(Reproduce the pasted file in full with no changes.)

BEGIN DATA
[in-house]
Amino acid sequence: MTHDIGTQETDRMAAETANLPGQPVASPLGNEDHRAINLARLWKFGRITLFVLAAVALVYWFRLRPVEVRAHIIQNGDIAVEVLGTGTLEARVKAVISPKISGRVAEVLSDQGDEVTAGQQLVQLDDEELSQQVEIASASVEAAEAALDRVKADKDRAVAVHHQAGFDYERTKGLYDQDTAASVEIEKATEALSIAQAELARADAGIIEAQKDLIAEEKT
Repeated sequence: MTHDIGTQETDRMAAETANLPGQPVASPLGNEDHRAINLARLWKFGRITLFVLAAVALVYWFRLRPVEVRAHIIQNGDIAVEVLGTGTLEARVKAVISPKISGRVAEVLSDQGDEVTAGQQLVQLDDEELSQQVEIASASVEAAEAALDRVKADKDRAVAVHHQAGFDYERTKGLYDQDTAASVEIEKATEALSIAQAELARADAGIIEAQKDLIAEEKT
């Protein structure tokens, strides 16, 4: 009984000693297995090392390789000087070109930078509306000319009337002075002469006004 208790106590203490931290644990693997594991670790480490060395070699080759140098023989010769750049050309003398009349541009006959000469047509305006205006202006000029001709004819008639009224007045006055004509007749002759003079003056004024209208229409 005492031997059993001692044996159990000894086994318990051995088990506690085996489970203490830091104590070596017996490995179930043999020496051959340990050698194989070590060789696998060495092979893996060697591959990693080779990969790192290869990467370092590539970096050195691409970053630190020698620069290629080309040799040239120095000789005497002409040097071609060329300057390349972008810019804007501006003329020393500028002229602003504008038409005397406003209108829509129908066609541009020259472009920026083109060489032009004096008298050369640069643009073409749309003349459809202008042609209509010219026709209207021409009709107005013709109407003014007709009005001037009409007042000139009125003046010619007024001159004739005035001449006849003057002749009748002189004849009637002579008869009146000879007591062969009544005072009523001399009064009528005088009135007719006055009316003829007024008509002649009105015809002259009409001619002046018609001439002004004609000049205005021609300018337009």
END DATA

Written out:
[in-house]
Amino acid sequence: MTHDIGTQETDRMAAETANLPGQPVASPLGNEDHRAINLARLWKFGRITLFVLAAVALVYWFRLRPVEVRAHIIQNGDIAVEVLGTGTLEARVKAVISPKISGRVAEVLSDQGDEVTAGQQLVQLDDEELSQQVEIASASVEAAEAALDRVKADKDRAVAVHHQAGFDYERTKGLYDQDTAASVEIEKATEALSIAQAELARADAGIIEAQKDLIAEEKT
Repeated sequence: MTHDIGTQETDRMAAETANLPGQPVASPLGNEDHRAINLARLWKFGRITLFVLAAVALVYWFRLRPVEVRAHIIQNGDIAVEVLGTGTLEARVKAVISPKISGRVAEVLSDQGDEVTAGQQLVQLDDEELSQQVEIASASVEAAEAALDRVKADKDRAVAVHHQAGFDYERTKGLYDQDTAASVEIEKATEALSIAQAELARADAGIIEAQKDLIAEEKT
């Protein structure tokens, strides 16, 4: 009984000693297995090392390789000087070109930078509306000319009337002075002469006004 208790106590203490931290644990693997594991670790480490060395070699080759140098023989010769750049050309003398009349541009006959000469047509305006205006202006000029001709004819008639009224007045006055004509007749002759003079003056004024209208229409 005492031997059993001692044996159990000894086994318990051995088990506690085996489970203490830091104590070596017996490995179930043999020496051959340990050698194989070590060789696998060495092979893996060697591959990693080779990969790192290869990467370092590539970096050195691409970053630190020698620069290629080309040799040239120095000789005497002409040097071609060329300057390349972008810019804007501006003329020393500028002229602003504008038409005397406003209108829509129908066609541009020259472009920026083109060489032009004096008298050369640069643009073409749309003349459809202008042609209509010219026709209207021409009709107005013709109407003014007709009005001037009409007042000139009125003046010619007024001159004739005035001449006849003057002749009748002189004849009637002579008869009146000879007591062969009544005072009523001399009064009528005088009135007719006055009316003829007024008509002649009105015809002259009409001619002046018609001439002004004609000049205005021609300018337009």